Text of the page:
How did Joseph Chetrit buy that building?
Two weeks ago, executives at Sony placed calls to a handful of investors vying for its 36-story Manhattan headquarters that spans an entire block on Madison Avenue from East 55th to East 56th streets.
The short list, which included competing groups led by Joseph Chetrit, Harry Macklowe and Joseph Sitt, had just vaulted over a deep field of big-league bidders, including Vornado Realty Trust and SL Green Realty Corp. Those who had cleared the first hurdle had agreed to pay $1 billion or more—and commit to a $100 million cash down payment for the distinctively topped, granite-clad tower designed by Philip Johnson in 1984 as the headquarters for AT&T.
But Sony wanted more: an irrefutable demonstration of who truly had the financial wherewithal to pull off one of the city’s highest-stakes deals in years.
That’s when Mr. Chetrit stole the show by producing a letter of credit for nearly $600 million from a Middle Eastern sovereign wealth fund, according to a person with direct knowledge of the negotiations. Two days later, on Jan. 17, Sony announced it would sell the property for $1.1 billion to Mr. Chetrit, who plans to turn the tower into residential condominiums and a hotel, and to upgrade its retail space.
“In the end, it came down to certainty of closing,” said Ben Lambert, chief executive of Eastdil Secured, Sony’s broker in the deal.
Starting off with such a large sum in hand certainly helped Mr. Chetrit increase those odds. At this point, however, the only thing that is truly certain is that Sony will get to keep Mr. Chetrit’s $100 million free and clear unless he can come up with a cool $1 billion by the mid-March deadline imposed by the electronics giant in order to beat the close of Japan’s fiscal year.
Asked to comment last week on that effort, Mr. Chetrit simply said: “I cannot speak. I’m too busy.”
And with good reason. With the clock ticking, Mr. Chetrit and his partner in the acquisition, investor David Bistricer, are scrambling to put together the capital at a time when even the biggest names in the industry are finding it difficult to raise huge sums.
Complicating Mr. Chetrit’s efforts is the fact that many New York real estate experts believe he is overpaying for the property, especially given that he’ll likely need as much as $500 million in additional funds to pay for its residential conversion.
Several sources last week also wondered how the low-profile, media-shy player, who runs his real estate empire out of a modest office at 404 Fifth Ave., a building he owns in the garment district, has the staff to tackle the logistics and detailed management of such a complex project.
Mr. Chetrit’s admirers insist he’s up to the task. They note, among other things, that in 2004 he was one of a group of five New York investors who paid $840 million to buy America’s tallest skyscraper, Chicago’s Sears Tower, now rebranded as the Willis Tower.
“Never bet against Joe Chetrit,” said Robert Rosania, an executive at Stellar Management, which co-developed five residential rental towers called Columbus Square with Mr. Chetrit and sold off the complex last year for $630 million. “There are very few [real estate] investors in the city of New York who have made as much money as he has in the last decade.”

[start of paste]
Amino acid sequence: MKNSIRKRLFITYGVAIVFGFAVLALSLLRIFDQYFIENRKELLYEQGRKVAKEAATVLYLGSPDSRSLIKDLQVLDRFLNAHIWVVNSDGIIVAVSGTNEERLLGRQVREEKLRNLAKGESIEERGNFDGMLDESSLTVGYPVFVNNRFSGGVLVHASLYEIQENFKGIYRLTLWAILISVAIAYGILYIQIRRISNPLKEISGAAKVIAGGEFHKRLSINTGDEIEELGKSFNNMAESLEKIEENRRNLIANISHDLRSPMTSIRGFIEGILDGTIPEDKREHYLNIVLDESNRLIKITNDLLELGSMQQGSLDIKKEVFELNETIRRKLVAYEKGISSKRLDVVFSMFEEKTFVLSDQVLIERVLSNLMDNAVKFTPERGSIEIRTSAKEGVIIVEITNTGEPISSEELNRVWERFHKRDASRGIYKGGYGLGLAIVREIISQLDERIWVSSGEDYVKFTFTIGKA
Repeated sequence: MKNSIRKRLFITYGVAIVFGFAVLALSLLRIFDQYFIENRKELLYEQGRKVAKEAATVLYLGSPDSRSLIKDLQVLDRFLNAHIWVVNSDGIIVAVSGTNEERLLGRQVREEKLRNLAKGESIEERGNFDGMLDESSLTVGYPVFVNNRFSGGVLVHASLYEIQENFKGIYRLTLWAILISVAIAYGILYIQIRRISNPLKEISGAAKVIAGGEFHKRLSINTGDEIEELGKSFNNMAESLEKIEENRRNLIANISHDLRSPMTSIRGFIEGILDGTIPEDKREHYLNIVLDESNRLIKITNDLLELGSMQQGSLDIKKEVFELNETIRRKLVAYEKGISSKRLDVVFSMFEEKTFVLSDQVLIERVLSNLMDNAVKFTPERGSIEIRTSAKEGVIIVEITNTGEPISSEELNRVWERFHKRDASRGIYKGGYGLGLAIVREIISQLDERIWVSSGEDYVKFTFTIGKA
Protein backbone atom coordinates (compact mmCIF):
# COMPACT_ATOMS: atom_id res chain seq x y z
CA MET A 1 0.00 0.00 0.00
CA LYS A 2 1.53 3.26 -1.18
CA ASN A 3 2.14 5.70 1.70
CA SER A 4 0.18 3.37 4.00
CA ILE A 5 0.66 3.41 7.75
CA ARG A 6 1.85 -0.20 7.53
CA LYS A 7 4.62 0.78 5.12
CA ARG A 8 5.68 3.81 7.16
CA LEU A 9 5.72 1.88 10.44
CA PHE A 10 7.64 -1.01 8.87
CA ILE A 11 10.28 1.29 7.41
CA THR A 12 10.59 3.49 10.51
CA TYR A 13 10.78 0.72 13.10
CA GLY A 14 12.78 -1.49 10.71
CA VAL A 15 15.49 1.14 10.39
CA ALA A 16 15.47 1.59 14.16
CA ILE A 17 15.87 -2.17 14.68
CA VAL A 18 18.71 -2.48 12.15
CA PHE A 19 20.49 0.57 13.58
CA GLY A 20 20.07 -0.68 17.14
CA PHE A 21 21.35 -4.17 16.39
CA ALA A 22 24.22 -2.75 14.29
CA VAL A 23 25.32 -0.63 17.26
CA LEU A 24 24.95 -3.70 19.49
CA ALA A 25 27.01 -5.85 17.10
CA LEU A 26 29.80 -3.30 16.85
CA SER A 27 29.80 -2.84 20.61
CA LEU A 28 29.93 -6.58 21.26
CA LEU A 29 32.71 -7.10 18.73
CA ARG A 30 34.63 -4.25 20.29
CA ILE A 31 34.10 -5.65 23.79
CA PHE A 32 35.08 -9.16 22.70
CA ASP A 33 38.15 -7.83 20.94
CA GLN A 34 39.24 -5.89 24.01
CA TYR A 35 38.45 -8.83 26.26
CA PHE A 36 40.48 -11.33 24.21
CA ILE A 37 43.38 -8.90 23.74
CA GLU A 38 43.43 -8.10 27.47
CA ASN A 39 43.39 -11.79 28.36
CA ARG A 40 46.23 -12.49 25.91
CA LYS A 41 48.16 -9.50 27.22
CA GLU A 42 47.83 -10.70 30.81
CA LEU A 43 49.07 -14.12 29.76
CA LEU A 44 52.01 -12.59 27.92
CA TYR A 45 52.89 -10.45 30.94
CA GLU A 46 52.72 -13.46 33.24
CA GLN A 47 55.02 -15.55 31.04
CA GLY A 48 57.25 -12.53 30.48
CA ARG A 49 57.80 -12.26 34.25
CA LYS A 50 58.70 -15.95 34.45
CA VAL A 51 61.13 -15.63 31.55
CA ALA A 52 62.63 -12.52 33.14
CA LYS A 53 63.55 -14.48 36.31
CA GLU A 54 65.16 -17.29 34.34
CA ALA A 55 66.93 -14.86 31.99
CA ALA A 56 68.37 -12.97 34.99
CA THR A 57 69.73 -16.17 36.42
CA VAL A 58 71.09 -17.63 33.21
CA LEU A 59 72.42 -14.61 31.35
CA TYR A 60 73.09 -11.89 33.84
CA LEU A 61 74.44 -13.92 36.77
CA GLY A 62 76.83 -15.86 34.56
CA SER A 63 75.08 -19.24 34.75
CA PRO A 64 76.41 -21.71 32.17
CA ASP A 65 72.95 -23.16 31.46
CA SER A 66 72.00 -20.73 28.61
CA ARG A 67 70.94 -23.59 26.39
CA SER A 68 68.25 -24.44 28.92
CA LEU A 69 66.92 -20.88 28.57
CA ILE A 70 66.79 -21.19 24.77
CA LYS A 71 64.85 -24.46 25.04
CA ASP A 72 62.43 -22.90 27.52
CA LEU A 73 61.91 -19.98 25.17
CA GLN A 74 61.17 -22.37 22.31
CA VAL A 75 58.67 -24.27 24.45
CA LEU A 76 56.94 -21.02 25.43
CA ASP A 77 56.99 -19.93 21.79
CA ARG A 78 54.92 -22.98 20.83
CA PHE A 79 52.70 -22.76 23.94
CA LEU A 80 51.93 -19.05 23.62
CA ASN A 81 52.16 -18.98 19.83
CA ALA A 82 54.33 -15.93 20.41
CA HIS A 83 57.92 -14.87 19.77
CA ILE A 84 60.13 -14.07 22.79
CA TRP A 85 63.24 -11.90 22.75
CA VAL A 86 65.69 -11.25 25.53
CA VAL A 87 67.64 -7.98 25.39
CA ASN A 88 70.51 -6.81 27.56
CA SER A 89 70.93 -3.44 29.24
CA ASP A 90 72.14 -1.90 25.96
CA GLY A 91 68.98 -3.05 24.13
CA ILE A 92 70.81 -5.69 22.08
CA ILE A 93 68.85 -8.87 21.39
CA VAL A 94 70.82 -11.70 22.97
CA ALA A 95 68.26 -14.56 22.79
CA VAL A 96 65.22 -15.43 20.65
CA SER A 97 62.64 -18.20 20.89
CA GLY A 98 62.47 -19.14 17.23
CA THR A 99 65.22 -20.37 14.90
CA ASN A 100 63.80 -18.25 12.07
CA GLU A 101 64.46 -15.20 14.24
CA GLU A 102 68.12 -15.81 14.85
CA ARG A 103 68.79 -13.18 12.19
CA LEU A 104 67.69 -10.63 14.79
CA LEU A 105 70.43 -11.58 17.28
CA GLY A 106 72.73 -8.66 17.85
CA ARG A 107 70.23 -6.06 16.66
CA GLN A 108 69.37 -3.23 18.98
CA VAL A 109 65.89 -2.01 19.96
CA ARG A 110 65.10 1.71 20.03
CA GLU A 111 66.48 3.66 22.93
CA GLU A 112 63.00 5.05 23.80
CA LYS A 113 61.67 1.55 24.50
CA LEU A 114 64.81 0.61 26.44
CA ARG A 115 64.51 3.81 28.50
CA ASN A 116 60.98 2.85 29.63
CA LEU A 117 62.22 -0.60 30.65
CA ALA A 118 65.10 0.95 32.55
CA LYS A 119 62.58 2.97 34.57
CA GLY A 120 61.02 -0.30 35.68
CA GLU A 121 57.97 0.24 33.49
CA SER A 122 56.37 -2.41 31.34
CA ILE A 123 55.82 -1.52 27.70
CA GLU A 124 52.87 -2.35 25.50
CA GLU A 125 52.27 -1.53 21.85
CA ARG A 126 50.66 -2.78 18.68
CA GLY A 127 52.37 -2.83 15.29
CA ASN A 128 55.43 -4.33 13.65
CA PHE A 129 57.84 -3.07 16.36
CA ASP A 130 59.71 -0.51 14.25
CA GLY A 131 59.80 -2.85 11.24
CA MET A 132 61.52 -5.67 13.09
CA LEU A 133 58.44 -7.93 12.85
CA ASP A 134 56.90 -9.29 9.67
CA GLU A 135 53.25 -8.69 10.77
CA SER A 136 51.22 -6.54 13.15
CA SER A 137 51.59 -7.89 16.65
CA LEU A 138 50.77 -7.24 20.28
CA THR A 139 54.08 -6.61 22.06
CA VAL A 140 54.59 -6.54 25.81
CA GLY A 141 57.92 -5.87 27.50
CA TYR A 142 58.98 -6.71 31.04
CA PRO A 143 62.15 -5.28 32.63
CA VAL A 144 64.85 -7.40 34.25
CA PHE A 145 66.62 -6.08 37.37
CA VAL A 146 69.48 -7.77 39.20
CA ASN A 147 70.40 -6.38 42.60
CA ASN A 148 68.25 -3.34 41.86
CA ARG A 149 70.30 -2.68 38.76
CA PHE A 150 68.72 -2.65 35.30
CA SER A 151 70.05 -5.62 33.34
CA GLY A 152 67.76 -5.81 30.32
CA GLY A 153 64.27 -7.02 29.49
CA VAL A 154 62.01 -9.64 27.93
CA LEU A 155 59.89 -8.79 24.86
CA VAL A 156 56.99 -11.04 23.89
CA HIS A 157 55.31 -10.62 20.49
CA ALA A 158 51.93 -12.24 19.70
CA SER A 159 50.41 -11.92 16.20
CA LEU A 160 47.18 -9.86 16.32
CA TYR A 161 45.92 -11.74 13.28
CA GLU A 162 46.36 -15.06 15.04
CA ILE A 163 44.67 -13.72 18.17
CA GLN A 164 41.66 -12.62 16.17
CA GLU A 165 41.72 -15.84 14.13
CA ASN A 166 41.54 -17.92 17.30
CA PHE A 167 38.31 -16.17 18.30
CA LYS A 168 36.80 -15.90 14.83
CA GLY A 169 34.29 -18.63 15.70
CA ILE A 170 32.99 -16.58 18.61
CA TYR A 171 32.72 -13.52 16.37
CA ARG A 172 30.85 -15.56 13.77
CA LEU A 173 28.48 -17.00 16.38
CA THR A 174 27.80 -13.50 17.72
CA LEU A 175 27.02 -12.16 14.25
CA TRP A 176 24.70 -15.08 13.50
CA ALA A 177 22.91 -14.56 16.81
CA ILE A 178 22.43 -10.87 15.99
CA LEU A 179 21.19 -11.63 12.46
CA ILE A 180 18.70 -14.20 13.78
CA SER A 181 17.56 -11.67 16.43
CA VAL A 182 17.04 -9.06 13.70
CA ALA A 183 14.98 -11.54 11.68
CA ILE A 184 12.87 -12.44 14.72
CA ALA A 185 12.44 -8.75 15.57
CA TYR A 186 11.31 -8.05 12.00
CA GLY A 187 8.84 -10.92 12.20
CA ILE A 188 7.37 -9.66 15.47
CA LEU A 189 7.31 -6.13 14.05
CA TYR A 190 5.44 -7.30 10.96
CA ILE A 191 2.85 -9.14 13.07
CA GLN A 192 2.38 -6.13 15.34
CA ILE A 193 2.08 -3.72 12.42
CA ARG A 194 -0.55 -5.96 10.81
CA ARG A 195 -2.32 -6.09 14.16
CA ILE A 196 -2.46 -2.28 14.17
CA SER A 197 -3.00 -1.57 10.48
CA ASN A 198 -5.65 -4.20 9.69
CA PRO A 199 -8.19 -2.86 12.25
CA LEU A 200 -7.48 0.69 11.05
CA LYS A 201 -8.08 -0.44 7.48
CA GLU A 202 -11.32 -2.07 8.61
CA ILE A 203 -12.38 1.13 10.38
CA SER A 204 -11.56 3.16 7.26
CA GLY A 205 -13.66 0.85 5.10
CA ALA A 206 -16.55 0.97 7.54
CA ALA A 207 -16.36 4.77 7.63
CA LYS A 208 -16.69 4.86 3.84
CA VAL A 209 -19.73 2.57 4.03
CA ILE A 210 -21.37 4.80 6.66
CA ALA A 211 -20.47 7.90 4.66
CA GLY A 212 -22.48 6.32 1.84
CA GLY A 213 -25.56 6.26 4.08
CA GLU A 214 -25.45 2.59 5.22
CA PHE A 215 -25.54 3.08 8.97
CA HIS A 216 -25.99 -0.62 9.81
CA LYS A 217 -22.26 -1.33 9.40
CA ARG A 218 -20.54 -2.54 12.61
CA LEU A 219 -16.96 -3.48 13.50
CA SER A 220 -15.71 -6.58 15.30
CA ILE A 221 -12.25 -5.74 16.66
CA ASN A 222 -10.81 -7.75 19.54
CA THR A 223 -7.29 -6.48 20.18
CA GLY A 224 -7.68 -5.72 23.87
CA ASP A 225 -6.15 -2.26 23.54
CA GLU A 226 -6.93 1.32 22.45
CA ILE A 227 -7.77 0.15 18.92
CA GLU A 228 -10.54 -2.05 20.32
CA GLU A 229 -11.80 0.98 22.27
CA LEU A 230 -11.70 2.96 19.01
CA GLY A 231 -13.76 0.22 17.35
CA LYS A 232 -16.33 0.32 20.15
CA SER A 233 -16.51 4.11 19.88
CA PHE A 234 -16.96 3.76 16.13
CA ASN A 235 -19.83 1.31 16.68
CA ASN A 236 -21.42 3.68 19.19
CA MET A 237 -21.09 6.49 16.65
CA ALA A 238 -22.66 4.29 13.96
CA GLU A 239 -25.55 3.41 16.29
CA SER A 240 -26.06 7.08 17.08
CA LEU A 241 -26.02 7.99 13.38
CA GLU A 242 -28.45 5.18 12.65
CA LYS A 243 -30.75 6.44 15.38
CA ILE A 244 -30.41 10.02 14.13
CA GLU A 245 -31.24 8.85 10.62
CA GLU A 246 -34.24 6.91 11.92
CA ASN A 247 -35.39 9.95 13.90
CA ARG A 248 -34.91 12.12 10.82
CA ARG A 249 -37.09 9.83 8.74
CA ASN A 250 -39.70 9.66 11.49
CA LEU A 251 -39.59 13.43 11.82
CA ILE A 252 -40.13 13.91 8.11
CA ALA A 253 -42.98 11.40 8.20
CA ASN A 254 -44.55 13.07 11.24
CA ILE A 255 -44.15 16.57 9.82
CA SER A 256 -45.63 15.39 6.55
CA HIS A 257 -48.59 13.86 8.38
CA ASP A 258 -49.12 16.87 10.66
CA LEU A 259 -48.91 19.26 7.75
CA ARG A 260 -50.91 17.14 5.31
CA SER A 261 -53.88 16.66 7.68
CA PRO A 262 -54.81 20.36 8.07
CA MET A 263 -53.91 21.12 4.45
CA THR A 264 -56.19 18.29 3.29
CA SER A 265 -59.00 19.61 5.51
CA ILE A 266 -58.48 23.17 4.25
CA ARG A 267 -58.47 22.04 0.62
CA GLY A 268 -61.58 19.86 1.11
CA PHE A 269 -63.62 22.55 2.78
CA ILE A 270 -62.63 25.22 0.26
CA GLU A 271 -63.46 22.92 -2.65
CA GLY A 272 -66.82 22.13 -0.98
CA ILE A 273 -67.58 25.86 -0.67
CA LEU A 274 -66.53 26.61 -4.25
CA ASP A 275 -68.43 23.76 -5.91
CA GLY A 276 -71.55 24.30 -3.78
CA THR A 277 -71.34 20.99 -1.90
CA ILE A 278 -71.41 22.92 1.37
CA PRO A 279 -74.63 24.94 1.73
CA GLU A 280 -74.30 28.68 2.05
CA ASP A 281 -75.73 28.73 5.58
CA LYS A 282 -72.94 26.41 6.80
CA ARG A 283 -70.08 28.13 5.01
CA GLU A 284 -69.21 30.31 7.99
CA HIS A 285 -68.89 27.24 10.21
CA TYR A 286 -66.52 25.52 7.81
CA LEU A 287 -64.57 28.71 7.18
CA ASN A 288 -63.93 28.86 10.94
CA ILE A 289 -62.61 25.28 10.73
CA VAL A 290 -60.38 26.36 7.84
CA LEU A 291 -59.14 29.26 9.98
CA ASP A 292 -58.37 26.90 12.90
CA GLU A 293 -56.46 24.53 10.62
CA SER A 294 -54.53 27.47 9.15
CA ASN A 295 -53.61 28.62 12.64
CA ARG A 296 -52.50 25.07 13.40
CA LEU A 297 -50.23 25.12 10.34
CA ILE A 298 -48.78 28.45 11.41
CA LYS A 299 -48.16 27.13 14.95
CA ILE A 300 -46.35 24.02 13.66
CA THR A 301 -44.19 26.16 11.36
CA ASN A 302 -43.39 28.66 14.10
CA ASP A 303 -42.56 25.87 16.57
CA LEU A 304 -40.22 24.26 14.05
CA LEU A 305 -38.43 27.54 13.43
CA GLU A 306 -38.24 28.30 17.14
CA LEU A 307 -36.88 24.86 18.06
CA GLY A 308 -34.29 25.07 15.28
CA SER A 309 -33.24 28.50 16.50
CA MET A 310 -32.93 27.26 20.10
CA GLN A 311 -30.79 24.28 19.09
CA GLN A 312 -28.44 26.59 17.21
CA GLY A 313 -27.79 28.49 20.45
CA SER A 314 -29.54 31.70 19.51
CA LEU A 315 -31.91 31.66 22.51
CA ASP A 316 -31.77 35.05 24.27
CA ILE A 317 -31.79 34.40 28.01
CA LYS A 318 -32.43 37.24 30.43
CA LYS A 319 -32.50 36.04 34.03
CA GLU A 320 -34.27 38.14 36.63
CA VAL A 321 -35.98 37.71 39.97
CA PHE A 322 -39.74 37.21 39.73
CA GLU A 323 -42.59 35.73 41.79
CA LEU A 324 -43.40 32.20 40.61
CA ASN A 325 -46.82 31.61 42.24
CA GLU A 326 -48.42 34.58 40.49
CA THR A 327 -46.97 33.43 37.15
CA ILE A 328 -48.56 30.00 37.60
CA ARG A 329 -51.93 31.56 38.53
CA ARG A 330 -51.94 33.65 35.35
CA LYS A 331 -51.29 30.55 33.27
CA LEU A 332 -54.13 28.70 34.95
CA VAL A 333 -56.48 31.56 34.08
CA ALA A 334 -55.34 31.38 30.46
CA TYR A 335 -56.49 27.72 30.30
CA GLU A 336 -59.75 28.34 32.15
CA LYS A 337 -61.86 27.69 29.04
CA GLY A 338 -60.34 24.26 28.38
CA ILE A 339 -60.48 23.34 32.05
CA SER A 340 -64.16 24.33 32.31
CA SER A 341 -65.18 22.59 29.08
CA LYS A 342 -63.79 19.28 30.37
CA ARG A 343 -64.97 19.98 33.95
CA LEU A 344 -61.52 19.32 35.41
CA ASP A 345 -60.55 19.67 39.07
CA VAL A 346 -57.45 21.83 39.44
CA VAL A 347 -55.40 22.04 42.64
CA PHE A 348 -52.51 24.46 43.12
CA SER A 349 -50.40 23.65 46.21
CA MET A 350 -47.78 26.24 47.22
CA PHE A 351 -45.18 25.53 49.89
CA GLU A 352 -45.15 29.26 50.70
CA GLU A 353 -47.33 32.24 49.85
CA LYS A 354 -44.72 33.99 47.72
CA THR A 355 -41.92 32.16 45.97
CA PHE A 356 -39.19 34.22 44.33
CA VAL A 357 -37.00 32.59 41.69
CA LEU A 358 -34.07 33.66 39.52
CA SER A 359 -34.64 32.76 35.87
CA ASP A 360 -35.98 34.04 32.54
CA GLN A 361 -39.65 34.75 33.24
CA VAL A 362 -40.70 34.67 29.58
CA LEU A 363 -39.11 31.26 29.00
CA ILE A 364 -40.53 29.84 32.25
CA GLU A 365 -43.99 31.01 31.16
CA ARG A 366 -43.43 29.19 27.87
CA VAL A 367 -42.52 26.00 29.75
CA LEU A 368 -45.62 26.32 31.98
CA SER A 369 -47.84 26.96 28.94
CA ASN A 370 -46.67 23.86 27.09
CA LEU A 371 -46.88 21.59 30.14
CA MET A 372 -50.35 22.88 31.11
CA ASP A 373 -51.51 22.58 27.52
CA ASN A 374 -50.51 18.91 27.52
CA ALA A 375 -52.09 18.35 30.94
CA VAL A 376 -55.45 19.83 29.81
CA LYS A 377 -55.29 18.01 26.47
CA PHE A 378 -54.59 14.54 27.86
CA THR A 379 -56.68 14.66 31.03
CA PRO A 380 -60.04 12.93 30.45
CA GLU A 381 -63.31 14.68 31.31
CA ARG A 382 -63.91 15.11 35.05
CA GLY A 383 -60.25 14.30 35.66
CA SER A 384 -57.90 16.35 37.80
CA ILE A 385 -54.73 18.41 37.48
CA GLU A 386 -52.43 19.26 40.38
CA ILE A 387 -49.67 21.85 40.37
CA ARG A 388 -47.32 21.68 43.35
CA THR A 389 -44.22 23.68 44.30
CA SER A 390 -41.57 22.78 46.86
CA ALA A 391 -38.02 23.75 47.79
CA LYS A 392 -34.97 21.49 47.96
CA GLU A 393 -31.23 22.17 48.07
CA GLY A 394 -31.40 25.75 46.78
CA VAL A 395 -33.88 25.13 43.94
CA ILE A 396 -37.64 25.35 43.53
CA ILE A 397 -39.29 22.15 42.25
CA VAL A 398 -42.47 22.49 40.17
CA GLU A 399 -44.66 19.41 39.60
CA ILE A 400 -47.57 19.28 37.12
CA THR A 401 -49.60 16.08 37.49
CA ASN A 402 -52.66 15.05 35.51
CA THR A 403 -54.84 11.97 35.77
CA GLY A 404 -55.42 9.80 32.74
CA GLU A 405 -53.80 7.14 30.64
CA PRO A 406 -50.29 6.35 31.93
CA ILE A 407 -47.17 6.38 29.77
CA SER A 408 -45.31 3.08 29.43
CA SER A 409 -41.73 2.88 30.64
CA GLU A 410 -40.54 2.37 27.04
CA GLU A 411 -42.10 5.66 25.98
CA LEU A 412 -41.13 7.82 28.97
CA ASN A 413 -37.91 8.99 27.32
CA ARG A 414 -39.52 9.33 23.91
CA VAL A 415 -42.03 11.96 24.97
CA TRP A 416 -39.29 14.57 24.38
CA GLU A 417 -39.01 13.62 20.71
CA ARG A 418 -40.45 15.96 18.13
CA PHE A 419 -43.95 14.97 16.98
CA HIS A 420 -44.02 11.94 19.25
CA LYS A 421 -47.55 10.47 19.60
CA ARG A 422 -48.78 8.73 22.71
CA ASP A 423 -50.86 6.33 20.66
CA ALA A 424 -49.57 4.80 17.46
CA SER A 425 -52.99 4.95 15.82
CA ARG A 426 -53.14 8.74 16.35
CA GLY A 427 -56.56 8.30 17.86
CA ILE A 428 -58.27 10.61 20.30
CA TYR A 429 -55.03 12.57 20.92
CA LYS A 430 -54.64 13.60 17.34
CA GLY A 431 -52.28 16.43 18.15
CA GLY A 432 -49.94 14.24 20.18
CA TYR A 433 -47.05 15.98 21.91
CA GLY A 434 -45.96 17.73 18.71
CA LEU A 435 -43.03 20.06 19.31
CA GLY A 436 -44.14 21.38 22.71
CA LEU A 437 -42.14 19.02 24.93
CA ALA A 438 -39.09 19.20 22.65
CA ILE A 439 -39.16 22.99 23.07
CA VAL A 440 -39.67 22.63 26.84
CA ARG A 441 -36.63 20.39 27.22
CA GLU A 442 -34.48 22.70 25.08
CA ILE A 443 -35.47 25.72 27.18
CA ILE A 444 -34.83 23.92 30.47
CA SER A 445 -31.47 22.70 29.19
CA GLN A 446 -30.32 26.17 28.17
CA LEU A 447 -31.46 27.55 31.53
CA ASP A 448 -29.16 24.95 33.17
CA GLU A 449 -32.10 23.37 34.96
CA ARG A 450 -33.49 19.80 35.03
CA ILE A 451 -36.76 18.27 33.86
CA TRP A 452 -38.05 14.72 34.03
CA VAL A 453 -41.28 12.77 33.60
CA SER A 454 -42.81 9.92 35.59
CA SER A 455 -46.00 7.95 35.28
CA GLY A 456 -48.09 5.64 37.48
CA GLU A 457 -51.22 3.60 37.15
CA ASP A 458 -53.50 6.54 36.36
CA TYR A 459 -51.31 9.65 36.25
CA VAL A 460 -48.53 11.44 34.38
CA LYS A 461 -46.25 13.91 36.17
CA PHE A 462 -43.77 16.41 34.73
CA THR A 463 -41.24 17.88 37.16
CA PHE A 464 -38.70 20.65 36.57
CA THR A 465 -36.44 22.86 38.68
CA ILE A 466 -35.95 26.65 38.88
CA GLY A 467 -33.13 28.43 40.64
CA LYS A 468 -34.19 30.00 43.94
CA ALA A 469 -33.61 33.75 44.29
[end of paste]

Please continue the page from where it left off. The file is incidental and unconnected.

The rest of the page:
One other thing he has going in his favor: a bit of breathing room. As part of the sale, Sony has agreed to stay put for another three years. Whether its rent payments can cover the high cost of all the debts Mr. Chetrit hopes to take on is another question. Mr. Chetrit plans to sell off or lease at least 100,000 square feet on the lower stories to a hotel operator in a deal that could generate much-needed cash. Given the Sony Building’s location in the Plaza district, home to many of New York’s priciest hotels—from the Pierre to the St. Regis—the property would likely appeal to any number of five- and six-star hostelries.
“Madison Avenue is an address that resonates globally, and the Sony Building is also physically very distinctive and beautiful,” said Mark Gordon, a hotel developer with Tribeca Associates. “Joe could create a very dramatic hotel at a time when there are quite a few luxury hotel brands that want to expand or be here, such as Montage or Shangri-La.”
What most set Mr. Chetrit apart from the more than 20 bidders for the property are his lofty projections for the residential portion of the project. He plans to convert about 600,000 square feet into condos, priced at a gold-plated $4,000 per square foot or more. This for a building with limited direct sightlines of the one thing that most of the world’s wealthy want to see out their windows in New York: Central Park.
“The location is more about business and shopping, but that is attractive to a lot of buyers, especially foreigners and a growing influx of Chinese coming here,” said Ilan Bracha, a broker of high-end condos at Keller Williams.
Adding to the risks potential lenders must weigh is the final project’s long timeline. Most sources say it will take Mr. Chetrit nearly two years after Sony’s exit to convert to condos. That would push the residential portion’s delivery date out to 2018—a long time to wait for the payoff he’ll need to settle his monumental debts. On the other hand, it’s possible the city’s real estate market will be a lot stronger another half-decade down the road.
“Right now, it’s not hard to get $3,500 or $4,000 [per square foot] for an apartment,” Mr. Bracha noted, “but where the market will be in five years from now is a good question.”